slide20

Newcastle Coal Infrastructure Group- NCIG

  • NCIG established August 2004
  • Objective : To increase total export capacity for Port of Newcastle via construction of a third coal terminal
  • Members (shareholding):
    • BHP Billiton – through Hunter Valley Energy Coal (35.46%)
    • Centennial Coal (8.78%)
    • Donaldson Coal (11.60%)
    • Peabody Energy (17.68%)
    • Felix Resources (15.4%)
    • Whitehaven Coal (11.06%)
slide21

NCIG Status & Timetable

  • Project Approval granted 13 April 2007
  • Quarter 4 2007 : Commence construction of the project and dredging
  • Quarter 2 2009 : Complete dredging
  • Quarter 1 2010 : Commence operations (first ship loaded)
  • End 2010 : Commence full operations – 30 Mtpa
slide22

Port of Newcastle – Future Capacity

PWCS – Kooragang : 88 Mtpa – mid 2009

PWCS – Carrington : 25 Mtpa

NCIG – Kooragang : 30 Mtpa – 2010

TOTAL : 143 Mtpa 2010

artc investment
Project 2007-2012 Strategy 2007-2012

Timing Strategy Cost

Order of Magnitude

Newcastle-Muswellbrook

Sandgate Grade Separation Completed

80 km/h approaching Minimbah Bank Completed

Muswellbrook Loop & Junction Completed

80 km/h approaching Nundah Bank Completed

Antiene to Grasstree duplication Q1 2009 $ 29,891,000

Bidirectional signalling Maitland to Branxton Q3 2009 $ 22,500,000

Bidirectional signalling Grasstree – St Heliers Q3 2009

St Heliers – Muswellbrook duplication Q3 2009 $ 27,000,000

Minimbah Bank 3rd road Q4 2009 $100,000,000

Newdell Junction Q1 2010 $ 7,200,000

Drayton Junction upgrade 2011 $ 6,000,000

Minimbah – Maitland 3rd road 2012 $270,000,000

Muswellbrook – Ulan

Ulan line CTC Completed

Mangoola (304km) loop Q4 2008 $ 9,030,000

Rylestone Rd (381 km) loop Q4 2008 $ 9,000,000

Wollar (410 km) loop Q4 2008 $ 10,726,000

Aerosol Valley (370 km) loop 2010 $ 9,000,000

Worondi (348 km) loop 2010 $ 9,000,000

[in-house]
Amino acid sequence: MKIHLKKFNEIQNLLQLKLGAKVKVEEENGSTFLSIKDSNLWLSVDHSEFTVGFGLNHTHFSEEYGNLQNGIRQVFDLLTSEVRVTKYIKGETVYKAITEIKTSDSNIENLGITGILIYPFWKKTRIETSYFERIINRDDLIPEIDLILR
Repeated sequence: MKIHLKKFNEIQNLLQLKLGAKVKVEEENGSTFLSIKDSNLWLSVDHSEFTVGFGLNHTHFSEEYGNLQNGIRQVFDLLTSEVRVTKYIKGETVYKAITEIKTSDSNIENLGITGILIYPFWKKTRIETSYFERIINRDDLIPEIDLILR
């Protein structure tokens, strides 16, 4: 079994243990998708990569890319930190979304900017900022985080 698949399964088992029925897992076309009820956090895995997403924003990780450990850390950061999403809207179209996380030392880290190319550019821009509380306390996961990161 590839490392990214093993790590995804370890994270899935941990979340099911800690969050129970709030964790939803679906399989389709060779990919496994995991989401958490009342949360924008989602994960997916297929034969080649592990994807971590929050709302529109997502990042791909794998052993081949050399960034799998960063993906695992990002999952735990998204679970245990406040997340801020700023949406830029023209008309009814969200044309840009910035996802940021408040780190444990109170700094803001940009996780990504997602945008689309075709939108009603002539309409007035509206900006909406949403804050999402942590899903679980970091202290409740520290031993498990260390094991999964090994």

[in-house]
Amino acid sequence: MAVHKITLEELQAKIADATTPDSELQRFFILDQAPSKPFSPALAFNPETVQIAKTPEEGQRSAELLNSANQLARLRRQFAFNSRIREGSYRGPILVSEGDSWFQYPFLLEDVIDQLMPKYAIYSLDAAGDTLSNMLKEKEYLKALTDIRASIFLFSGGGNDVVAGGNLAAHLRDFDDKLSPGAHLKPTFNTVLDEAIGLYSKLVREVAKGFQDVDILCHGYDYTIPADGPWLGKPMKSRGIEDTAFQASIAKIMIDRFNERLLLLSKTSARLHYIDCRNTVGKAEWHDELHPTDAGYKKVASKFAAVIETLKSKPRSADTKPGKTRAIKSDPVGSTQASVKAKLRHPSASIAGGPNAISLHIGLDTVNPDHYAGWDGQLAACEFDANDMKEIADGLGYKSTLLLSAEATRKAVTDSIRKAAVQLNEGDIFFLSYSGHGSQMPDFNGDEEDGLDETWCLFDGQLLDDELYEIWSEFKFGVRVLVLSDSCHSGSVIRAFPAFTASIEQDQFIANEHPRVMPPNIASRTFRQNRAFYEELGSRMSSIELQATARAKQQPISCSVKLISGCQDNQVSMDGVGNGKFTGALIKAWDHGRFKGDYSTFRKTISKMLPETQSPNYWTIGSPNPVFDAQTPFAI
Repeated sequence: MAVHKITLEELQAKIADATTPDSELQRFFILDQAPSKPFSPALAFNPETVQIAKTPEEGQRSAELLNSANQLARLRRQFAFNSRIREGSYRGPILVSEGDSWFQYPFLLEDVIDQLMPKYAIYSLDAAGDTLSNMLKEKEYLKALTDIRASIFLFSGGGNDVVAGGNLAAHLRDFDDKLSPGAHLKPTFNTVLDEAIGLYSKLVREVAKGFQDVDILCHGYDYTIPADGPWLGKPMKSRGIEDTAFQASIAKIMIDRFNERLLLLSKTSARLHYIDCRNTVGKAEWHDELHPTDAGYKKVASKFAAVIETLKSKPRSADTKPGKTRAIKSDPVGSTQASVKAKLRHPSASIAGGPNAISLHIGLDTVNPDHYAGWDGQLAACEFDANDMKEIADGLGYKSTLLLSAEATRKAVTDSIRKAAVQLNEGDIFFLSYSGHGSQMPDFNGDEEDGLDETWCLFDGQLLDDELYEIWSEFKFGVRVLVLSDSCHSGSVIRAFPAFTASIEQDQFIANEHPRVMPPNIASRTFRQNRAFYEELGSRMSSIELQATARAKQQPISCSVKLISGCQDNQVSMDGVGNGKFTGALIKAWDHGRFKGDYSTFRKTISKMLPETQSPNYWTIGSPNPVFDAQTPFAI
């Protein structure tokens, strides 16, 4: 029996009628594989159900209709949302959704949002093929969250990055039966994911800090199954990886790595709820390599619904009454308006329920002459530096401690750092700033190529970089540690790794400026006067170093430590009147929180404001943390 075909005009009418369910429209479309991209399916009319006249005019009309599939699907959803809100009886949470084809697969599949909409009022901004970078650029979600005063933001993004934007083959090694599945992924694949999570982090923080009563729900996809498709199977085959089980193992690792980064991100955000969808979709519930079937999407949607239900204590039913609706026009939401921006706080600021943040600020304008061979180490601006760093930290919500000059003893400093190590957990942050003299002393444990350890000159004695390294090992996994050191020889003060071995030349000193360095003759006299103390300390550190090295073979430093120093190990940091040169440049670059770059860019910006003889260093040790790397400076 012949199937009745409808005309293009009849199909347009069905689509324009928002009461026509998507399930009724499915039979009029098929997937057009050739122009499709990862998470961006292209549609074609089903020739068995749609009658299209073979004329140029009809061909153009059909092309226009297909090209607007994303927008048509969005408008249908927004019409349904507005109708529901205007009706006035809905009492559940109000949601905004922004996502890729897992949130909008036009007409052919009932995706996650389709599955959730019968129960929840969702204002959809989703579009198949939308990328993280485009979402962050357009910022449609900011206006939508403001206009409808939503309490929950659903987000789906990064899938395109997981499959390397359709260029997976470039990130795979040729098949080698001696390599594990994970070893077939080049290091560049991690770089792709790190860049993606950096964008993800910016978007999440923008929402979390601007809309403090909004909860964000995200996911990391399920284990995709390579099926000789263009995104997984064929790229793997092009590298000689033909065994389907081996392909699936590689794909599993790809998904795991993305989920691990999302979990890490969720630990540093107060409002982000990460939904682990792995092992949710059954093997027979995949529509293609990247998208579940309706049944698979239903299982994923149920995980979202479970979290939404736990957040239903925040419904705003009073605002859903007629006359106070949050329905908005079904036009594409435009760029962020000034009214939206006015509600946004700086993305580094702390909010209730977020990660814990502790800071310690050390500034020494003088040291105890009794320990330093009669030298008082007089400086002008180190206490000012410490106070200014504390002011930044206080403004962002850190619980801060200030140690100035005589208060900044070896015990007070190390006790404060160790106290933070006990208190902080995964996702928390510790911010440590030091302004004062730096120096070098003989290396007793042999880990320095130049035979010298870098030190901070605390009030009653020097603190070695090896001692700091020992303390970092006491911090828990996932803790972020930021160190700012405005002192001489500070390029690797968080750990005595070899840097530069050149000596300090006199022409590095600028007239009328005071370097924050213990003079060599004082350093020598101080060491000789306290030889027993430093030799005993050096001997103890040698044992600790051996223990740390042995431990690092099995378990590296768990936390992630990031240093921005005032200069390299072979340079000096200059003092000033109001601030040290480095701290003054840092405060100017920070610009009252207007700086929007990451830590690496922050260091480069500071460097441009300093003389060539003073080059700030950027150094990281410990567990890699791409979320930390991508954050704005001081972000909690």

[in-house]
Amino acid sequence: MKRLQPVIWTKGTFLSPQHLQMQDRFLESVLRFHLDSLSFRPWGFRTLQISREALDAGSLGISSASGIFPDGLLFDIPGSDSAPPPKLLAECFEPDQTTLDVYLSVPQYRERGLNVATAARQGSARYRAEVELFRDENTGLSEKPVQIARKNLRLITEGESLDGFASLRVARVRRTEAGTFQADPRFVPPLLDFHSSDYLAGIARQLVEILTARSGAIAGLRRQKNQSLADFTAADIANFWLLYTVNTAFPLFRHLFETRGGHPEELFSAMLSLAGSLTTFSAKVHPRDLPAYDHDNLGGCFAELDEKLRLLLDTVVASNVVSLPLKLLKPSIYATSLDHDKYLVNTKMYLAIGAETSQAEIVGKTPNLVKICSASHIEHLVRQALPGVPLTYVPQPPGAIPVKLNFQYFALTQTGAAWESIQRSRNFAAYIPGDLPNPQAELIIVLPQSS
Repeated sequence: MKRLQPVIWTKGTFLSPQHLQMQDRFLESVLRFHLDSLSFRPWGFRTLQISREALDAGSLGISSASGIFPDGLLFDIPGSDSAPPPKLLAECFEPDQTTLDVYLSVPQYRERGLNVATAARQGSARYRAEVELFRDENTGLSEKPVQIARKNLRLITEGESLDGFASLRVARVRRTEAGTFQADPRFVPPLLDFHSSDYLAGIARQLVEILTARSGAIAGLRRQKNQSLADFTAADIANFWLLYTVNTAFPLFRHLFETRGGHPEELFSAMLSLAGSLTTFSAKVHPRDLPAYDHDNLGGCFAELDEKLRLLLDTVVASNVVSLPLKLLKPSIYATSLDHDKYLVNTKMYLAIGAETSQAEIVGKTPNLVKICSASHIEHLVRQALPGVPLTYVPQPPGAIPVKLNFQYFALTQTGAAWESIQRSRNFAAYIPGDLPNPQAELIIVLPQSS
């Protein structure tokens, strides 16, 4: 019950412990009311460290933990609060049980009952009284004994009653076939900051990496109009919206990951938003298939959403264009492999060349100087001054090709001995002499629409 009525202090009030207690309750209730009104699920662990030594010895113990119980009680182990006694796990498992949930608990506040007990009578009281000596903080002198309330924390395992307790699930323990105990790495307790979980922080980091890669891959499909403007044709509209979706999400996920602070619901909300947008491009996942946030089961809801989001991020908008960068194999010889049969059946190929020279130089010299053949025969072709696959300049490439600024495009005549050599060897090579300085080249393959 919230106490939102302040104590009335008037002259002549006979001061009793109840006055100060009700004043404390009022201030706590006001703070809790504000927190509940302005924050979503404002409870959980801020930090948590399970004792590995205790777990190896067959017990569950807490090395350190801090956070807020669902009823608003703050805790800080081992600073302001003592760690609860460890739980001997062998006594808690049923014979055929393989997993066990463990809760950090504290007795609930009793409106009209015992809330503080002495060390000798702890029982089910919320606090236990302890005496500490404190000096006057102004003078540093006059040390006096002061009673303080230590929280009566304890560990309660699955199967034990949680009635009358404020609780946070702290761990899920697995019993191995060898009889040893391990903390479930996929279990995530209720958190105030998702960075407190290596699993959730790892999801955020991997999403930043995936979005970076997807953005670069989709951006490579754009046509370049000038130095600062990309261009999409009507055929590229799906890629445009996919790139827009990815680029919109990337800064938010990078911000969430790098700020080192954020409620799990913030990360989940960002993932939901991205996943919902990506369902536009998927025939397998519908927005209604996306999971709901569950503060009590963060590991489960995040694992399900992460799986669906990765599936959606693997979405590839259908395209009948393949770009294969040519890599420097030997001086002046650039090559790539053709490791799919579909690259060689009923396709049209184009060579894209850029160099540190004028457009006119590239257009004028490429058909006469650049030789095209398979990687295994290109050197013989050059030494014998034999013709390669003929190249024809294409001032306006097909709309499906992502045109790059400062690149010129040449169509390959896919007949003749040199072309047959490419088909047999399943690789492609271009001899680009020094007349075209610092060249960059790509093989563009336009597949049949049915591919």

Radio Hut (319 km) loop 2012 $ 9,000,000

Muswellbrook – Bengalla duplication 2012 $ 30,000,000

ARTC Investment
artc investment1
Project 2007-2012 Strategy 2007-2012

Timing Strategy Cost

Order of Magnitude

Muswellbrook – Narrabri

Togar loop extension Completed

Murulla loop extension Completed

Gunnedah loop (RIC) Completed

Willow Tree loop extension Completed

Werris Creek loop extension Completed

Ardglen loop extension Q2 2008 $ 9,782,000

Breeza loop extension (RIC) Q3 2008 $ 3,500,000

Curlewis loop extension (RIC) Q3 2008 $ 3,500,000

Werris Creek to Gunnedah CTC (RIC) Q3 2008 $ 10,000,000

Gunnedah – Narrabri CTC (RIC) 2010 $ 10,000,000

Emerald Hill loop extension (RIC) 2010 $ 3,500,000

Boggabri loop extension (RIC) 2010 $ 3,500,000

Braefield passing loop 2010 $ 9,000,000

Murrundi loop extension 2011 $ 6,500,000

Werris Creek Bypass 2011 $ 17,200,000

Parkville loop extension 2011 $ 6,500,000

Scone reconfiguration 2011 $ 1,700,000

Watermark passing loop (RIC) 2011 $ 9,000,000

Muswellbrook – Koolbury duplication 2011 $ 35,000,000

Quipolly passing loop 2011 $ 9,000,000

Wingen passing loop 2012 $ 9,000,000

South Gunnedah passing loop (RIC) 2012 $ 9,000,000

New Liverpool Range alignment 2012 $290,000,000

Burilda loop extension 2012 $ 9,000,000

TOTAL PROGRAMME COST > $1 Billion

ARTC Investment
conclusion
Together, the members of the NSW HVCCLT are committed to delivering the most efficient ‘Pit to Port’ shipment of coal for customers.

The current structure ensures current system assets are being used to deliver the maximum amount of coal throughput.

Short term, HVCCLT focuses on planning & performance of current assets

Medium term, investment in complementary infrastructure and operating systems is already underway to ensure we can meet known demand.

Long term, HVCCLT members will engage in rolling review of whole of system investment strategies to create a holistic plan ensuring demand and capacity are always in alignment going forward.

Conclusion